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How can Technology and Ingenuity Keep Workplace Giving Relevant to a New Generation of Donors?

Submitted by: Heather Lofkin Wright

Posted: Mar 13, 2015 – 06:00 AM EST

Series: Innovative Employee Engagement

Tags: shared value, employee engagement, technology, csr


When examining the shared value of employee giving programs I have to ask myself, “what is business’s role in giving busy people easy and meaningful ways to give back?” How can we amplify the great work our people are already doing? How do employee engagement strategies disrupt traditional thinking around charitable giving? Can technology and social media exponentially increase the reach, and thus impact, of the microphone we lend our people? And ultimately, can an innovative program resonate with millennials and become self-sustaining?

Historically, those of us who manage employee giving campaigns have asked ourselves “what behavior are we trying to affect (community impact goal)” and then “how will we get there?” The focus of the CR community has often been on the “over 30 crowd” who were most apt to be settled into their careers and willing to sign up for annual charitable contributions.

Today’s shared value corporate responsibility models have conditioned us to look at programs more broadly: what is the benefit to society, the individual contributor, and the business. Employee giving won’t live up to this criteria if we don’t innovate programs to meet people where their hearts, minds, and giving habits already are. And so today we find ourselves asking not “how do we want people to give” but rather “how do people give, and how can we help optimize that?”

Typically, people make charitable contributions because someone asked them to or they feel social pressure to be a part of a fundraising effort.[1] This request typically comes from either a personal connection (family, friend, neighbor, colleague), a non-profit institution (your alma mater, the board you sit on, the organization you volunteer with), or your employer.

Employee giving campaigns that have beaten the past decade’s decline[2] in workplace giving participation have evolved that ask from a check-the-box exercise to an invitation to be a part of something bigger. But what if employee giving could further evolve to put individuals, not their employers, in the driver’s seat?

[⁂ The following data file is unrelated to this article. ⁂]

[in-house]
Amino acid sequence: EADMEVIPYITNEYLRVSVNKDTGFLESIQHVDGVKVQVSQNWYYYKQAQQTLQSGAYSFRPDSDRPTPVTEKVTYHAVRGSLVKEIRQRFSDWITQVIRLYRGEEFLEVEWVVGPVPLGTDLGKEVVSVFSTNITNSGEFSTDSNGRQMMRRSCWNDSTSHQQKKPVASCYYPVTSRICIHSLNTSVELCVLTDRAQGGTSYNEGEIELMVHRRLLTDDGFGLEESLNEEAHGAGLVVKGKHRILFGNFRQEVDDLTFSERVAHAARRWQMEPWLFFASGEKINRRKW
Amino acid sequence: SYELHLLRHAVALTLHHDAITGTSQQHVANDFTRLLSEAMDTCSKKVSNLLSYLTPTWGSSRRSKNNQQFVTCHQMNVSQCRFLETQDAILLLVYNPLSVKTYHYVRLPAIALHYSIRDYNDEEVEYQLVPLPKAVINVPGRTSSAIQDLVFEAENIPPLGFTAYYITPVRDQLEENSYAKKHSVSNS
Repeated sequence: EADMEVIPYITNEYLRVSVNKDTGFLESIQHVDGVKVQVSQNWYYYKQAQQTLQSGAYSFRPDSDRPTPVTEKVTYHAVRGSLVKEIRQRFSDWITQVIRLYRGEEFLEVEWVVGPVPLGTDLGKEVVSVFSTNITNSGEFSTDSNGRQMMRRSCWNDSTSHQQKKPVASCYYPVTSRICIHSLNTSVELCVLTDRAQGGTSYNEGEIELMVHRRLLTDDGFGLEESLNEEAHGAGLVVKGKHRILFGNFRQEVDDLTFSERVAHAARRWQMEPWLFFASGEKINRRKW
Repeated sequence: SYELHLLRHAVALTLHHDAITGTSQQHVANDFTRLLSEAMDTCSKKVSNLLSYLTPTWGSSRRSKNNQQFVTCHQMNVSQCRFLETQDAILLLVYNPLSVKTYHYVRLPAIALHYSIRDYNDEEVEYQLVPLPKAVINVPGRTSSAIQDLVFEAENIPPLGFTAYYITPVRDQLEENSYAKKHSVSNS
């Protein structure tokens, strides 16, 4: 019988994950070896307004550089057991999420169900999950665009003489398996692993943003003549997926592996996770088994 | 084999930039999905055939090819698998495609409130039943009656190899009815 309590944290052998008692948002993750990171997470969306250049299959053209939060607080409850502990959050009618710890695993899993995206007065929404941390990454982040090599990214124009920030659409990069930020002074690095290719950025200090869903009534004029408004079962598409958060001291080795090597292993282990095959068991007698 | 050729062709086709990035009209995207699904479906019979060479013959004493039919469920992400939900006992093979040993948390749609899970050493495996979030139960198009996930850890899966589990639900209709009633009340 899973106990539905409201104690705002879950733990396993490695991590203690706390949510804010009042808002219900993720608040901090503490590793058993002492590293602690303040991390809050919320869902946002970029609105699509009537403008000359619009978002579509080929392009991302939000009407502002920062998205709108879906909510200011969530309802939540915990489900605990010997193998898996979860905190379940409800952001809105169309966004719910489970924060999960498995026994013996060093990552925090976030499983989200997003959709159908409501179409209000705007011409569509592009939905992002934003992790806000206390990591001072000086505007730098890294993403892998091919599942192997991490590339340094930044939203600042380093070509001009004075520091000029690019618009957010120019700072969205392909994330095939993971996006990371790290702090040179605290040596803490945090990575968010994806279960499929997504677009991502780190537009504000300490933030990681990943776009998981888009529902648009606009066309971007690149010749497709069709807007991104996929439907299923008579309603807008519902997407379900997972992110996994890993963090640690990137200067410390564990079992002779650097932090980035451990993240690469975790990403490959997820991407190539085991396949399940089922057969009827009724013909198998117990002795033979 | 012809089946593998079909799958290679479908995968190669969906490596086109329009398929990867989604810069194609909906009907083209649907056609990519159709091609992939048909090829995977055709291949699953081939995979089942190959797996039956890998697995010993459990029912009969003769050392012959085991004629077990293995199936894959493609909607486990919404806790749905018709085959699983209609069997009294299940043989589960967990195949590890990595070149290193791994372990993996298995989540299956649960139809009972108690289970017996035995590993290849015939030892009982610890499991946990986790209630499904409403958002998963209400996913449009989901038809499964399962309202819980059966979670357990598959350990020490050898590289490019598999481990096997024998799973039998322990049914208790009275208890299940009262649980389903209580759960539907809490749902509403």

When we invite employees to give back, are we asking too little of them[3]? Think of your donors as increasingly sophisticated investors and consumers in the world of charitable giving. Empowering them to leverage their network to fundraise for the causes and organizations important to them could dissipate the employer as the middle man, increase impact reporting, and drive powerful, grass-roots results.

Through an admittedly unscientific approach I recently tested this theory. When I, as a corporate responsibility director leading our employee giving program, have our leadership invite our people to donate through our online platform, the results are over 50% participation. When I, as a friend and colleague, ask individuals, one at a time, to make a donation to an organization I support, the results are 100%.

The challenge of course is one of scale – I have neither the time nor personal connections to reach out to thousands of people. But somewhere, at the intersection of technology and passion, lies the formula to empower the right connectors to take employee giving to the next level and remain relevant with today’s donors. And if we build it right, maybe with tomorrow’s donors too.

PwC is pleased to sponsor the 14th Annual Charities@Work Employee Engagement in Corporate Citizenship Summit March 23-25 in New York City. Click here for more information and to register Charities@Work Summit

[1] http://www.npr.org/2014/12/22/372526891/what-motivates-people-to-give

[2] https://www.charities.org/stevesblog/give-me-5-minutes-to-tell-you-how-to-give-your-employees-what-they-want

[3] http://www.ted.com/talks/dan_pallotta_the_way_we_think_about_charity_is_dead_wrong/transcript?language=en

The opinions, beliefs and viewpoints expressed by CSRwire contributors do not necessarily reflect the opinions, beliefs and viewpoints of CSRwire.

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